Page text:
Before moving directly to data analysis we need to understand what type of data we are going to work with. In today’s material, we will take a closer look at the SuperStore Sales dataset, specifically at the Orders column. It includes customer shopping data of a Canadian online supermarket, such as order, product and customer ids, type of shipping, prices, product categories, names and etc. You can find more information about this dataset on GitHub. After creating a pandas DataFrame we can simply use the describe() method to get a sense of our data.
import pandas as pd df = pd.read_csv('superstore_sales_orders.csv', decimal=',') df.describe(include='all')
And oftentimes it leads to such a mess:
The source code of this library is available on GitHub
If we spend some time trying to get a grasp of this descriptive table, we can find out that customers are more likely to choose “Regular air” as a shipping type or that the majority of orders were made from Ontario. Nevertheless, there is a better tool to describe the dataset in more detail – the pandas-profiling library. Just pass a DataFrame to it and we will get a generated HTML page with a detailed description of our dataset:
import pandas_profiling profile = pandas_profiling.ProfileReport(df) profile.to_file("output.html")
As you see, it returned a page with 6 sections, namely: overview, variables, interactions and correlations, number of missing values, and dataset samples.
View a full version of the Pandas Profiling Report
Let’s move to the first subsection called “Overview”. Pandas Profiling provided the following stats: number of variables, number of observations, missing cells, duplicates, and file size. The Variable types column shows that our DataFrame consists of 12 categorical and 9 numerical variables.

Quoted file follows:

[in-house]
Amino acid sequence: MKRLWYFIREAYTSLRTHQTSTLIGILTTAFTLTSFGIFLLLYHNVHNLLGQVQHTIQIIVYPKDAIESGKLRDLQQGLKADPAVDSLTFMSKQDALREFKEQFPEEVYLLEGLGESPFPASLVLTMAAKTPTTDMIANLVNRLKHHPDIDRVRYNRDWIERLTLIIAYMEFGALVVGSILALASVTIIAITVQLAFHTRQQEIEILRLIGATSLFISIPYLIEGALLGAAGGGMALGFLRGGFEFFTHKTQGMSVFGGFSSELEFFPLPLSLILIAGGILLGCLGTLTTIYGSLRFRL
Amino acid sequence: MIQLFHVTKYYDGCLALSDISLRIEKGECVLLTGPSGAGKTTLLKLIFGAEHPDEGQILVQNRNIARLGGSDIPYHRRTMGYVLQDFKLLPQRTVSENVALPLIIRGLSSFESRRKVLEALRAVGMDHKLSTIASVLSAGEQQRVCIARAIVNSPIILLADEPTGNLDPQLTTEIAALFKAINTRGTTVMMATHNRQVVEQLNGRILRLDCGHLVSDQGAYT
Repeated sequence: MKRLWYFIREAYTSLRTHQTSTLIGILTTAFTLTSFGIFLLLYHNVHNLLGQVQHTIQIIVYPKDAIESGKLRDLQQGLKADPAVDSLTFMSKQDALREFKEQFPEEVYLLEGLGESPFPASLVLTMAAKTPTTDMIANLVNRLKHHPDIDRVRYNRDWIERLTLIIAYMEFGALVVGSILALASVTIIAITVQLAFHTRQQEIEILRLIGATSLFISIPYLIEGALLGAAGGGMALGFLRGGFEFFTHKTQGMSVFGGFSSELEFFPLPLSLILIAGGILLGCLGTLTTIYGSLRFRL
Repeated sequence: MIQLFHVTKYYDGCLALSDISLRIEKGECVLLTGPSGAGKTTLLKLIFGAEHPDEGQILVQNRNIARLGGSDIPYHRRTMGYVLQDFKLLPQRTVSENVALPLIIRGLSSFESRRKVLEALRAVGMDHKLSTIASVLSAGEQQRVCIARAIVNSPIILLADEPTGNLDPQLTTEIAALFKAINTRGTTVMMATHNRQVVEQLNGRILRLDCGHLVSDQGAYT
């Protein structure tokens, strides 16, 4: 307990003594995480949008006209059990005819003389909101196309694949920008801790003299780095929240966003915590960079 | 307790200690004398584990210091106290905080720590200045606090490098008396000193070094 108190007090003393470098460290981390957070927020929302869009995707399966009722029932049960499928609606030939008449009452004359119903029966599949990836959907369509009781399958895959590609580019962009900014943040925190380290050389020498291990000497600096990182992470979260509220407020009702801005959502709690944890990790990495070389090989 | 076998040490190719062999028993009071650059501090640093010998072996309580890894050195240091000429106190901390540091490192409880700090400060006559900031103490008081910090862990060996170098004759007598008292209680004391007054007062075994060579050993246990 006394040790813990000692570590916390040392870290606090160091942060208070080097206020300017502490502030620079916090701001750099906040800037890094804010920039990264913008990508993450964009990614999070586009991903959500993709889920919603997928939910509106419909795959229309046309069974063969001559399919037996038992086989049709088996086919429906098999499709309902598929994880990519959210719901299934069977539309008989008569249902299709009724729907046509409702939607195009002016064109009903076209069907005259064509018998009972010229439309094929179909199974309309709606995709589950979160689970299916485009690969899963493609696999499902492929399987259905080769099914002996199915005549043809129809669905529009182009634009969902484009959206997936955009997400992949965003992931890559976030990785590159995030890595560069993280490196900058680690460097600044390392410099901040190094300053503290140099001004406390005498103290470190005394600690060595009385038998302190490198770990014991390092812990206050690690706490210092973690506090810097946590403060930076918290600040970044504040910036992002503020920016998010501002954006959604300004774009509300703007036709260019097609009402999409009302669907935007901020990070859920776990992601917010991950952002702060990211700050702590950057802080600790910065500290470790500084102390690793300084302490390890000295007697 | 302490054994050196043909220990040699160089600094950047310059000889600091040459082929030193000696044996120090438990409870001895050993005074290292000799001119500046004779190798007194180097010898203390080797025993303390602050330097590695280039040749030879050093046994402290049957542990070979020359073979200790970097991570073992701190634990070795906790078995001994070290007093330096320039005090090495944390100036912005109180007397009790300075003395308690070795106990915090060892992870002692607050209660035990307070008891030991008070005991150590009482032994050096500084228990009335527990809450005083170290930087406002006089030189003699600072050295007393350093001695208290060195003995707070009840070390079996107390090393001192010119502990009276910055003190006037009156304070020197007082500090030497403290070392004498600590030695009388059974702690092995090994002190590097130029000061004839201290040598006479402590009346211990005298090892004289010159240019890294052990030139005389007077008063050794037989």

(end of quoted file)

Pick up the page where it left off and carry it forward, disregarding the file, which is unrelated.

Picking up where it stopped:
The “Reproduction” subsection stores technical information, showing how long it took to analyze the dataset, currently installed version , configuration info and etc.
The “Warnings” subsection informs about possible issues in the dataset structure. Now, it warns us that the “Order Date” column has too many distinct values.
Moving further, this subsection contains a detailed description of each variable, displaying the number of duplicates and missing values stored, memory size, maximum and minimal values. Right next to the stats you can see the distribution of column values.
Clicking on Toggle details you will see more expanded information: quartiles, median and other useful descriptive statistical indicators. The remaining tabs contain a histogram displayed on the main screen, top 10 frequent values and extremes.
This section displays how variables are interconnected on a hexbin plot: The graph looks not very obvious and clear, since the legend is lacking.
The section represents correlations between variables calculated in a variety of ways. For example, the first tab shows Pearson’s r-value. It is noticeable that Profit is positively correlated with Sales. You can get a detailed explanation to each coefficient by clicking on the Toggle correlation descriptions button.
This section includes a bar chart, matrix, and dendrogram with the number of fields in each variable. For instance, the Product Base Margin column is missing three values.
And the final section show the first and last 10 rows as chunks of a dataset, pretty similar to the head() method in Pandas.
The library is definitely more focused on statistics than Pandas, one can get useful descriptive stats for each variable and see their correlation. It provides a comprehensive report on a dataset in a user-friendly way, allowing to undertake an initial investigation and get a sense of data.
Still, the library has its shortfalls. If your dataset is fairly large the report generation time may be extended up to several hours. It’s a great tool for automating EDA tasks, however, it can’t do all the work for you and some details may be overlooked. If you are just getting started with data analysis, we would highly recommend to start it with pandas. It will solidify your knowledge and boost confidence in working with data.